Simultaneously with his civil service initiative, Hayes set about charting a new course in regard to the South. The "southern question," as Republicans were apt to refer to it, actually had two distinct components: Could the black people be protected in the enjoyment of the economic, legal, and political rights they had won as a consequence of the Civil War, and could the Republican party prevent the South from being made over into a Democratic monolith?
Few, if any, Republicans believed the two components could be separated. The Democrats had fought the granting of civil rights to blacks with every means at their disposal. In Mississippi and elsewhere they had regained power by instituting a virtual reign of terror. Neither were Republican charges of fraud and intimidation in 1876 without foundation; in a completely free election Hayes would have carried several southern states and his party would have elected at least a score of additional congressmen. Moreover, if the Democratic party succeeded in the future in establishing a "solid South," it would need to carry only New York and either Indiana or Ohio to recapture the presidency. By concentrating their campaign resources in those three northern states, the Democrats could conceivably relegate the Grand Old Party to minority status.
The trouble was that by early 1877 the two surviving southern Republican governments, in Louisiana and South Carolina, were mere shadows of their former selves, able to preserve an illusion of authority only because of the presence of federal troops outside their respective statehouses. And, as President Grant publicly acknowledged near the end of the electoral dispute, "the entire people are tired of the military being used to sustain a State Government." Was there, then, an alternative approach to the South, one that abjured direct federal intervention, that would ultimately bring an accretion of strength to the Republican party by somehow splitting the white vote?
Hayes had given this matter some thought prior to the election and appeared resigned to a negative answer. Schurz had wanted him to include in his letter of acceptance the dual declaration "that the equality of rights without distinction of color according to the constitutional amendments must be sacredly maintained by all the lawful power of the government; but that also the constitutional rights of local self-government must be respected." Hayes immediately recognized the flaw in Schurz's reasoning, objecting to the use of the phrase " 'local self-government,' in that connection. It seems to me to smack of the bowie knife and revolver. 'Local self-government' has nullified the 15th amendment in several States, and is in a fair way to nullify the 14th and 13th." But he could find no alternative solution.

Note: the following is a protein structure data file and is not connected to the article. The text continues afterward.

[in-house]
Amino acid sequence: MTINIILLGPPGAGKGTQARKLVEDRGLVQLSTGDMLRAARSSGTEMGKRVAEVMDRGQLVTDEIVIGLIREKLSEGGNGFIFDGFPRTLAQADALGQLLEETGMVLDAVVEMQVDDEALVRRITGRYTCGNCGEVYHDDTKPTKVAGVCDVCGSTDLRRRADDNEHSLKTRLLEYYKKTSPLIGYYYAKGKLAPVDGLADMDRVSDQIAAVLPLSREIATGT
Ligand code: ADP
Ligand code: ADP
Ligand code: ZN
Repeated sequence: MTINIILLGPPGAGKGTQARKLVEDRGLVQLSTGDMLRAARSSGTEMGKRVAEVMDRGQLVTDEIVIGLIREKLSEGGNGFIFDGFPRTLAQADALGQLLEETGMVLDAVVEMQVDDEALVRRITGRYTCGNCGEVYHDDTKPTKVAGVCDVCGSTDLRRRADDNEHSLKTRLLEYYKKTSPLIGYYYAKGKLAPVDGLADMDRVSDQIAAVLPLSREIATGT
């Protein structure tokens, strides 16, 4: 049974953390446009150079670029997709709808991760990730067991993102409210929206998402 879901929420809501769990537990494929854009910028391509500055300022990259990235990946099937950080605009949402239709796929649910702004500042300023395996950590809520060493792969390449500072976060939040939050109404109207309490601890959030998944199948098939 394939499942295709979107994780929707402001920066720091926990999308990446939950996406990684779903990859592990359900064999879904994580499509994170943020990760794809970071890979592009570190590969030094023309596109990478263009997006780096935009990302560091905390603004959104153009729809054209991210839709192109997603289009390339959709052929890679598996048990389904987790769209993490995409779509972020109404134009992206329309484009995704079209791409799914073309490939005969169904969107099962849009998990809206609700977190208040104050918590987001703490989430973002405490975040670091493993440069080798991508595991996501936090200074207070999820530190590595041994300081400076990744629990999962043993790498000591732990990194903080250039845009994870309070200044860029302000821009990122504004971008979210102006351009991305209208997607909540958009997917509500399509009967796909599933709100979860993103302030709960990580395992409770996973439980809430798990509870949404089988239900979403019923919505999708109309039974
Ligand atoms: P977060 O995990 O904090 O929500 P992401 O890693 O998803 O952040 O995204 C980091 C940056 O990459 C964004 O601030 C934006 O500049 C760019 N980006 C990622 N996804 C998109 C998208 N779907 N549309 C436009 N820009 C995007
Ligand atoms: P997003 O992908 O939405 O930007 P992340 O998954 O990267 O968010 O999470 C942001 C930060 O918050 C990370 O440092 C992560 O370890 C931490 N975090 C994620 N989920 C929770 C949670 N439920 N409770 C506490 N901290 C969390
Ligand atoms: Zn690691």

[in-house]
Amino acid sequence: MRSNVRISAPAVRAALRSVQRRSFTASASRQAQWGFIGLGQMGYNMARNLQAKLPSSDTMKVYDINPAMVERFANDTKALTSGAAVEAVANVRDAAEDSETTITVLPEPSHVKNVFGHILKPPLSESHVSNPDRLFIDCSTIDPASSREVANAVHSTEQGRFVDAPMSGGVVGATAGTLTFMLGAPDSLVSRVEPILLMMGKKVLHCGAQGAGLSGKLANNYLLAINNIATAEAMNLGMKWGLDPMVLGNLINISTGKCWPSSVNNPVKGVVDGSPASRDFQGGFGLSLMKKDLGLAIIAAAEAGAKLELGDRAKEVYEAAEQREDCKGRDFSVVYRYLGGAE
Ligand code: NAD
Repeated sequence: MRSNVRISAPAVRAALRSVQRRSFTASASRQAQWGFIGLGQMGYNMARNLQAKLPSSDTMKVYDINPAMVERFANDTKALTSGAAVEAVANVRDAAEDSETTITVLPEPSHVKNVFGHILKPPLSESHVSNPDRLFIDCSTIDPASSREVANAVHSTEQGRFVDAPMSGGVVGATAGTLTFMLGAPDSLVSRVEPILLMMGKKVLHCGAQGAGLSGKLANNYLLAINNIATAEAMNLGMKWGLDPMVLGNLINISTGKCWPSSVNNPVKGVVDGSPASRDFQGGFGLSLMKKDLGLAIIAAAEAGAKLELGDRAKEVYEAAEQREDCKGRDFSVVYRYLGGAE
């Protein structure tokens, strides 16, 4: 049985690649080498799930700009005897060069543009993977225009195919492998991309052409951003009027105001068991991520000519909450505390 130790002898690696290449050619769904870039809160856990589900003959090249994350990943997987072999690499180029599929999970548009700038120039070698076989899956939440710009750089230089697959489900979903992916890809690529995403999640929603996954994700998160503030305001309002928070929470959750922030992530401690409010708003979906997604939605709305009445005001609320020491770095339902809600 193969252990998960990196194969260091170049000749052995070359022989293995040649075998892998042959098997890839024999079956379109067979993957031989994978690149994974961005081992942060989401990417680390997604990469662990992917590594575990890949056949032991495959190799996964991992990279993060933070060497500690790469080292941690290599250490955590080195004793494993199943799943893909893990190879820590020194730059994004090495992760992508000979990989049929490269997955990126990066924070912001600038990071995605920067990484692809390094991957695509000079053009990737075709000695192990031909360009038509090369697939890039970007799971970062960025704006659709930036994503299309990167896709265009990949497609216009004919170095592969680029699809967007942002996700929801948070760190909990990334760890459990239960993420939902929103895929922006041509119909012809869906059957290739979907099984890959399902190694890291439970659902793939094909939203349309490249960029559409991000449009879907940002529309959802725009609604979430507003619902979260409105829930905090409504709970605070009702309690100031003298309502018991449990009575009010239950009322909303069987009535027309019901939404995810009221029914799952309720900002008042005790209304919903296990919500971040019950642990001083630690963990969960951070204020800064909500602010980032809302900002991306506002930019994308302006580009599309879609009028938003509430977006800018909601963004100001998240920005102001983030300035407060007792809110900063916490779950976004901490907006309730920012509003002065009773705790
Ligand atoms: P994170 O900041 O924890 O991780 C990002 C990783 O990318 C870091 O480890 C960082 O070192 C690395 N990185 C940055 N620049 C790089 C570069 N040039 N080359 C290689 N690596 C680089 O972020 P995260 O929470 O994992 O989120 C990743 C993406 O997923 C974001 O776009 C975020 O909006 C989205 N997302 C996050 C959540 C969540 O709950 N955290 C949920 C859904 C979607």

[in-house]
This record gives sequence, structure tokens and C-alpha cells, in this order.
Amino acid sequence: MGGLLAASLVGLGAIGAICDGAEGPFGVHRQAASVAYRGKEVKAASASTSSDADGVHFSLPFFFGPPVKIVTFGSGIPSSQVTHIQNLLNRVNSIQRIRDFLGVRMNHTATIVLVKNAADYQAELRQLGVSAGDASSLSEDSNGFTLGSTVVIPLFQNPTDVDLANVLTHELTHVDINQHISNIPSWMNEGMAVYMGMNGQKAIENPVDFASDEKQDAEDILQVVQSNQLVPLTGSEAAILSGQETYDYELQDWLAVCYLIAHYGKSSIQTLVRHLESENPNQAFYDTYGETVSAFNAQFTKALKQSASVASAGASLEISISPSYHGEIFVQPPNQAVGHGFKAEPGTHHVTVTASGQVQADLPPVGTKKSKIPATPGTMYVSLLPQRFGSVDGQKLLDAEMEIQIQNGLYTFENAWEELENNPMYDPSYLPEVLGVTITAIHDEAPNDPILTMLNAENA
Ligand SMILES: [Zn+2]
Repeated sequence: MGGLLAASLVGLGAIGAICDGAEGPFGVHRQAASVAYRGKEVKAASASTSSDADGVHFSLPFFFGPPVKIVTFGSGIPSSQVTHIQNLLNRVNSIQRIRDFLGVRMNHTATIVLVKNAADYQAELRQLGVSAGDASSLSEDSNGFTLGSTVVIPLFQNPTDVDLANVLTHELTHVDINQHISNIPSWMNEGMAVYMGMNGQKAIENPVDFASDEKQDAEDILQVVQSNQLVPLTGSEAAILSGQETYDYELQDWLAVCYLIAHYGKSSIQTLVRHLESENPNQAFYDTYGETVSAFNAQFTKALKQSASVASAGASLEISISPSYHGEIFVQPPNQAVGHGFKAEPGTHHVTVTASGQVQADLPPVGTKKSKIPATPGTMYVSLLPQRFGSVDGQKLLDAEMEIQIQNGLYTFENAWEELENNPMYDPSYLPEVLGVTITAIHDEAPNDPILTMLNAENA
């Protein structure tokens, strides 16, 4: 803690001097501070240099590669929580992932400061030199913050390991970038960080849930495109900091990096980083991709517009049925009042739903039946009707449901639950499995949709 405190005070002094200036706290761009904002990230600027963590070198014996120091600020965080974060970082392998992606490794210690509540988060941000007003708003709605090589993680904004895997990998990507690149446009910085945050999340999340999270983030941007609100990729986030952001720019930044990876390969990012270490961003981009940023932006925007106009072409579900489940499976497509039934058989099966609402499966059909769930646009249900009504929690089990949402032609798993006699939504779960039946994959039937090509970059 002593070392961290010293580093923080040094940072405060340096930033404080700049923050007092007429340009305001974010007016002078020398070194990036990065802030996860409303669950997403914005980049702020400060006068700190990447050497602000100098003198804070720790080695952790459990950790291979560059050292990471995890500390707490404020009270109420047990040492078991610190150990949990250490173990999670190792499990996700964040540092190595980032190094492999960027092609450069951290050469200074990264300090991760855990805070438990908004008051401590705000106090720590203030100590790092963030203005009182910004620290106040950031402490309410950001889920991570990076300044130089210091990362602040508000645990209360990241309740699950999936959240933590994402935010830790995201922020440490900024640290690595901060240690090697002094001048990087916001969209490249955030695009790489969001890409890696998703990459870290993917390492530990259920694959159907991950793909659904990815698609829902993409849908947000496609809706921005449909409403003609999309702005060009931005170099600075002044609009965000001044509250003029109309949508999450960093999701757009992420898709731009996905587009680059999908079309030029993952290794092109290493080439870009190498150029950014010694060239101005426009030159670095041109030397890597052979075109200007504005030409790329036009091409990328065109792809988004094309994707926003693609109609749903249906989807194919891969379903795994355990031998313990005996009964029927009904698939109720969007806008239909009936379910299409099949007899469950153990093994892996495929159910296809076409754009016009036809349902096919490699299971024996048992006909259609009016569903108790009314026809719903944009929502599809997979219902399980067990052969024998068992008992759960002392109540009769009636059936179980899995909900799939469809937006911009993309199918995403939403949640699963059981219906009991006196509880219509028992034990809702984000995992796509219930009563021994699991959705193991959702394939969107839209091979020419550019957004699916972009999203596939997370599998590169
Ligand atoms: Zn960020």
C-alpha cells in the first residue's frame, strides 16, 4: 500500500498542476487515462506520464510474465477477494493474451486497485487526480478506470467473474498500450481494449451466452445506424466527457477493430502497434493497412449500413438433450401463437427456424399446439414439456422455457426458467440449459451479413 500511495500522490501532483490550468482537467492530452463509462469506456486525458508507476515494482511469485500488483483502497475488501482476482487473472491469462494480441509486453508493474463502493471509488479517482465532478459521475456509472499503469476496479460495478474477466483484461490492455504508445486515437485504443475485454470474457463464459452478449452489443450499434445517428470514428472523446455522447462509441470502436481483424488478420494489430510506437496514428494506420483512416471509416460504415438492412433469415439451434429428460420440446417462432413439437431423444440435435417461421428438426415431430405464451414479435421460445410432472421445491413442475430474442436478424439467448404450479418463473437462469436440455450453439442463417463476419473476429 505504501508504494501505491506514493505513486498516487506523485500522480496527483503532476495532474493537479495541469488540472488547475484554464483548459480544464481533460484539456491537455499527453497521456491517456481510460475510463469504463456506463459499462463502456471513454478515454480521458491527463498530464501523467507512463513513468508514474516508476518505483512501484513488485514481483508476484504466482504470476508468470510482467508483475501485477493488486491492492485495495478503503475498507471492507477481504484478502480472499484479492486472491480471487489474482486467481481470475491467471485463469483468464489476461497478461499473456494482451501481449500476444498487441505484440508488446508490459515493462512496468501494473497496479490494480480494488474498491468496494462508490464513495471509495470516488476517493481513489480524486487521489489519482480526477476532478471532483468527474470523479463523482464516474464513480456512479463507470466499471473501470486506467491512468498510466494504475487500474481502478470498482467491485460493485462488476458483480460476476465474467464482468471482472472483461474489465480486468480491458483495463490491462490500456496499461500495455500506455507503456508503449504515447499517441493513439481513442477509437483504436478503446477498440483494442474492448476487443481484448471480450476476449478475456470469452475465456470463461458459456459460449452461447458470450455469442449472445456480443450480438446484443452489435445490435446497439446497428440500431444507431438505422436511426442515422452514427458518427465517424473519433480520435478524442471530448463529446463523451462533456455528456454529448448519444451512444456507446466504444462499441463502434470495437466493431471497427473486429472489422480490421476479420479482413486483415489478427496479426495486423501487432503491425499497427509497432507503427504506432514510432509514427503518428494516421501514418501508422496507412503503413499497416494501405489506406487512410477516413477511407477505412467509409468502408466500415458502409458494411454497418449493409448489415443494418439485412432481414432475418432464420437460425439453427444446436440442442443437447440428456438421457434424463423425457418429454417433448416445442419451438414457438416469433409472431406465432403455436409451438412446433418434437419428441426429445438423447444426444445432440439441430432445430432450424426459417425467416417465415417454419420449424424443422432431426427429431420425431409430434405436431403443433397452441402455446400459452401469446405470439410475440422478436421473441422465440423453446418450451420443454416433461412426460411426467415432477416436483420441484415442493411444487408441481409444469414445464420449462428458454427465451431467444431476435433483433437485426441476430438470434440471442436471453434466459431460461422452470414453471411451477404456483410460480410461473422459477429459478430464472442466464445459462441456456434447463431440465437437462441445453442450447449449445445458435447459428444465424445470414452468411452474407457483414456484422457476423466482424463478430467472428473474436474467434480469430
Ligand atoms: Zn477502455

In the end, his letter restated Schurz's thoughts in his own words:
The moral and material prosperity of the Southern states can be most effectually advanced by a hearty and generous recognition of the rights of all by all—a recognition without reserve or exception. With such a recognition fully accorded, it will be practicable to promote, by the influence of all legitimate agencies of the general government, the efforts of the people of those states to obtain for themselves the blessings of honest and capable local government. If elected, I shall consider it not only my duty, but it will be my ardent wish, to labor for the attainment of this end.
During the electoral dispute several friends of Hayes, mostly journalists rather than politicians, explored the possibility of an accommodation with various southern Democrats. They persuaded themselves that many antebellum Whigs, Douglas Democrats, and others with business interests felt straitjacketed by the rigid economic policies of the laissez-faire-minded Democracy. These supposedly disgruntled Democrats could be influenced not only to acquiesce in Hayes's inauguration, but in time perhaps even to change their partisan allegiance. What was needed to bring about this shift was the restoration of home rule, a generous share of the federal patronage, and liberal support for internal-improvement projects, especially an enlarged subsidy for the Texas and Pacific Railroad. In fact, Hayes's friends were pursuing a chimera. The southerners' overriding concern was the withdrawal of the soldiery from the statehouses in Columbia and New Orleans so that the Democrats could install their own governments. It was Hayes's belated confirmation that he would take such a step that brought the filibuster in the House of Representatives to an end on 2 March 1877.
Nevertheless, the notion of a realignment of southern politics along other than racial lines died hard. It was the dream that inspired Hayes's appointment of Key, a Confederate colonel who had voted for Tilden, as postmaster general. Key became a loyal member of the administration, defending Hayes's policies and advising the president on the appointment of other southern Democrats to lesser positions. But none of the men appointed publicly adhered to the Republican party, so no lasting strength was gained by this new departure. Besides, the majority of southern offices necessarily continued to go to Republicans. For example, nearly all of the state officials who had helped secure southern electoral votes for Hayes were taken care of. The Republican party could not simply turn its back on the past.